Since the end of the Great Recession in 2009, there has been speculation that the United States has been experiencing an epidemic of part-time work, intensified by legislative changes in the Health Care Reform Law, which would require employers to provide health insurance to employees who work 30 hours or more per week.
Is it true that we're becoming a nation of part-time workers, sentenced to diminished workweeks that no longer provide the full employment that the majority of us need? Unfortunately, there is evidence that an increase in part-time work appeared during the recession following the financial crisis, and persists still. Let's take a look at the reasons for this phenomenon, as well as the probability of this state of affairs becoming a permanent part of the new employment landscape.
A recessionary increase in part-time work
Recently, the Federal Reserve Bank of San Francisco addressed this very issue, noting that the percentage of people working part-time -- defined by the Bureau of Labor Statistics as working between one and 34 hours per week -- increased during the recessionary years of 2007 to 2009, rising from 17%, to 20% of the workforce during that span of time. The study noted that the level remained elevated through mid-2013.
Rather than label the change as a permanent fixture of the new job environment, however, the study's authors noted that such an occurrence is common during recessions, although the persistence of the phenomenon is unusual. Using adjusted metrics, the report noted that the reduced participation of workers aged 16 to 24 years old has actually exerted downward pressure on the percentage of part-time workers, because that age group is more apt to work fewer than 35 hours per week.
So, while there is definitely a higher percentage of workers working part-time now than in the year before the recession, the report sees the depth of the downturn as the reason for such an unusually long recovery time for the job market.
Other (possible) reasons for more part-time workers
As the San Francisco Fed paper notes, some have suggested that pending changes in health insurance coverage tied to Obamacare might be prompting employers to cut employee hours to fewer than 30 per week, in order to escape the law's requirement to provide employer-based health insurance. The authors opine that the effect in that regard, if any, would be quite small.
In reality, statistics don't give weight to the notion that Obamacare is pushing some full-time workers into part-time positions. In its latest employment report, the BLS shows that the number of people working part-time for economic reasons -- that is, because they could not find full-time work, or work was slack -- was virtually unchanged, at approximately 8 million people over the past year. In addition, the average weekly hours across all private sectors barely budged from October of last year, gaining one-tenth of an hour compared with one year ago.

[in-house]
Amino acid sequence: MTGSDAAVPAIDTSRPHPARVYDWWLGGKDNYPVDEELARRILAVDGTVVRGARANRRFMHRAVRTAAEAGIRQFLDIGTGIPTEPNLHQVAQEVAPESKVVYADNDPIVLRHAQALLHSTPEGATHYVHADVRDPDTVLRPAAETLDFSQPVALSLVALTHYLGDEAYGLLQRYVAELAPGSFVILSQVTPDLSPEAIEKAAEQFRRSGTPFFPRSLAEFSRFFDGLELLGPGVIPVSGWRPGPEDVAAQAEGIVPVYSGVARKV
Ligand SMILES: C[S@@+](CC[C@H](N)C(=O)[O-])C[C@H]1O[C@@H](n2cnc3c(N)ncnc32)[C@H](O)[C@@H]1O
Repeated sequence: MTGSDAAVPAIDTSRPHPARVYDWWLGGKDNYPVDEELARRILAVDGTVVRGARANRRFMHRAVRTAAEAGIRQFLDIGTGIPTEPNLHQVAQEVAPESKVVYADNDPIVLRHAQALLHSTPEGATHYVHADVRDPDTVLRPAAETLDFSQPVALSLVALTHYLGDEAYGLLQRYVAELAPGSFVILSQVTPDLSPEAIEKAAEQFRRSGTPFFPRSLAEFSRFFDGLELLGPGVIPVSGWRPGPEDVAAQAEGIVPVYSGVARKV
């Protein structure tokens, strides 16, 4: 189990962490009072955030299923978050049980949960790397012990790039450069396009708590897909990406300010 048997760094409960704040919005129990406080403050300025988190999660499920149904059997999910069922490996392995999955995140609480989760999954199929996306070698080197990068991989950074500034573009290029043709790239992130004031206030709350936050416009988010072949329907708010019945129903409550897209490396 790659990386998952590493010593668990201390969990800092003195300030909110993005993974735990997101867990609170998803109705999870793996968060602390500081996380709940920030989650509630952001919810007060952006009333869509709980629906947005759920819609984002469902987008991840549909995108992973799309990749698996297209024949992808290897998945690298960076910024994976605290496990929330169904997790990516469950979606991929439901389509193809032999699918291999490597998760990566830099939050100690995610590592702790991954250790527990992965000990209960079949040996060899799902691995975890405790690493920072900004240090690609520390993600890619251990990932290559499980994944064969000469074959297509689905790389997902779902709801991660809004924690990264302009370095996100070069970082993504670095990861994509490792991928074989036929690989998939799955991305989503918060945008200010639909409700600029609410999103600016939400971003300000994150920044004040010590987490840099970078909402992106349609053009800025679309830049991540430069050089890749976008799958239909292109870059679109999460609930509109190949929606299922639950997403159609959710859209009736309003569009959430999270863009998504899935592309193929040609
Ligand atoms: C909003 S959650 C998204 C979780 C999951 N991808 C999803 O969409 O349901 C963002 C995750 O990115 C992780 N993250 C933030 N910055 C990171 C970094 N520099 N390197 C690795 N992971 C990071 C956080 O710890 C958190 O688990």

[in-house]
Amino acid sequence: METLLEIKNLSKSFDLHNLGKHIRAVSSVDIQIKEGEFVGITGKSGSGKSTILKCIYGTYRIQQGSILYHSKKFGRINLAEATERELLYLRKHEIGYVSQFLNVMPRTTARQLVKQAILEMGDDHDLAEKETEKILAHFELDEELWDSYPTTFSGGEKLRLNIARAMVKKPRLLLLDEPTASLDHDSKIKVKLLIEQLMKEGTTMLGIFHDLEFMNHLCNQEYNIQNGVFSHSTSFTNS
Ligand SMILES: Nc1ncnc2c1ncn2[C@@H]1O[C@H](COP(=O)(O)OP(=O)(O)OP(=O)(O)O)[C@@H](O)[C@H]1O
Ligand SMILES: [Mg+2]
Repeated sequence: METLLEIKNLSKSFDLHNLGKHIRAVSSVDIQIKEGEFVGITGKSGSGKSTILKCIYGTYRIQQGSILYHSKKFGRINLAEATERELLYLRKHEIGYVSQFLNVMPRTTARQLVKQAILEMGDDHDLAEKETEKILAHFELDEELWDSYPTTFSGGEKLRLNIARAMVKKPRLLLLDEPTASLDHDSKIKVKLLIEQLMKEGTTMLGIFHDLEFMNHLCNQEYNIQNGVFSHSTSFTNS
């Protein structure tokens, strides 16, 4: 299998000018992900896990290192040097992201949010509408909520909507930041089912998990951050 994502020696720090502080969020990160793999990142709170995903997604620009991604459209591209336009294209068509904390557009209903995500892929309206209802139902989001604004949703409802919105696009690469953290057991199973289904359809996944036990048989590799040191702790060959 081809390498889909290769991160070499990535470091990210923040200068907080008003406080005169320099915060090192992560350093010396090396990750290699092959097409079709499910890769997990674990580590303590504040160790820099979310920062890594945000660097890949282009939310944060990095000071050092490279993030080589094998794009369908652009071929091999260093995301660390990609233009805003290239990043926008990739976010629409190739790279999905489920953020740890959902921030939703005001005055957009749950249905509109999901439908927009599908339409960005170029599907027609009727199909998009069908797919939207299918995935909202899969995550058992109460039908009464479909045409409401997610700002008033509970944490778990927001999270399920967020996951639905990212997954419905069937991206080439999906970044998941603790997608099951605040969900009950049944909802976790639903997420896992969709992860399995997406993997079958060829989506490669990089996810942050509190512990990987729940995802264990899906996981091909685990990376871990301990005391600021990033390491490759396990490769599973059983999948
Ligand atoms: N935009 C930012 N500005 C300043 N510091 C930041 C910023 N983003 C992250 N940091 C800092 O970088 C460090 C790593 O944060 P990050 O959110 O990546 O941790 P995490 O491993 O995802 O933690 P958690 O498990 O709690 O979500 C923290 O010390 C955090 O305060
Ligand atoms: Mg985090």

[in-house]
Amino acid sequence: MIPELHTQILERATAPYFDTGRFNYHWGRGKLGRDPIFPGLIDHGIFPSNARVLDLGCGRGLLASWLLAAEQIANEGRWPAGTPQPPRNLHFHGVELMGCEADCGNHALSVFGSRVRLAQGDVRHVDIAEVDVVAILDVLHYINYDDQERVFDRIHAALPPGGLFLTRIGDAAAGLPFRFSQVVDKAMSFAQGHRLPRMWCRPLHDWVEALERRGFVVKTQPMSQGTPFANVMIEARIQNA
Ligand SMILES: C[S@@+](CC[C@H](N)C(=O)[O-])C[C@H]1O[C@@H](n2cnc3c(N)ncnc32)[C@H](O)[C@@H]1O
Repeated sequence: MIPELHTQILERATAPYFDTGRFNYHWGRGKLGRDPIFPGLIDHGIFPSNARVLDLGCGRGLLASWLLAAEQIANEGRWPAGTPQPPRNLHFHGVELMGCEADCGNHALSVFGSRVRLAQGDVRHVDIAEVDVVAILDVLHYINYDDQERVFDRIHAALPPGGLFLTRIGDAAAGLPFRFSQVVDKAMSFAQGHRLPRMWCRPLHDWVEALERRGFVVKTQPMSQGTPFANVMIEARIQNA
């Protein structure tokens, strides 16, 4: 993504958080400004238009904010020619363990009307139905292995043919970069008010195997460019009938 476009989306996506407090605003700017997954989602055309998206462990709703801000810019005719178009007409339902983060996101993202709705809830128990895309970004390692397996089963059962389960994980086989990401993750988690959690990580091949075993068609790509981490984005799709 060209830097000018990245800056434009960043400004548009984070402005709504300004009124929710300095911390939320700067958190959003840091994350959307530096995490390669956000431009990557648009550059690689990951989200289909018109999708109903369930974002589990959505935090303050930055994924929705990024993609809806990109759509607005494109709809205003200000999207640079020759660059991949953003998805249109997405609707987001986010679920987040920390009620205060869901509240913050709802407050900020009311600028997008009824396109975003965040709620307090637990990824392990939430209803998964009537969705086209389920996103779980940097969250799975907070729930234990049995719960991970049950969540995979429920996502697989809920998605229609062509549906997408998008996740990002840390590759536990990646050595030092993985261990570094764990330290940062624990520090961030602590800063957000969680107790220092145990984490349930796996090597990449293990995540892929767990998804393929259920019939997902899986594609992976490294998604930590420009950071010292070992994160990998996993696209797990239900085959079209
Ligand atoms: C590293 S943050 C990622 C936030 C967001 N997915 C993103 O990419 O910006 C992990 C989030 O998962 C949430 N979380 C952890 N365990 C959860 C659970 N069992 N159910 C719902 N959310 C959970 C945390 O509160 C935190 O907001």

Economists from Wells Fargo have an interesting take on the higher rate of part-timers: many people prefer part-time work these days. The bank's chief economist told NPR recently that the BLS data doesn't really capture the new work situation, which now comprises many who would rather work part-time, often from home.
An example he gives is somewhat dubious. He mentions a writer, working as a contractor from home, who takes a week to take care of her mother. When BLS calls to ask if she had worked at all the past week, she'd likely say "no," thus being counted as unemployed.
This scenario makes little sense, because she is actually self-employed, a distinction neither the worker nor BLS would be likely to miss. Also, according to the questionnaire that census canvassers use, the questions asked are very specific, and designed to elicit information that would weed out those who are working part-time out of choice. Interviewers are even encouraged to "probe," in order to determine the subject's reason for working part-time instead of full-time.
The new normal?
While the San Francisco Fed economists seem to think that this situation will eventually right itself, there seems to be no indication that things are moving in that direction.
Although there will always be those who choose to work less than full-time, the sad fact is that millions are doing so because they have no choice. For those workers, a full job market recovery can't arrive quickly enough.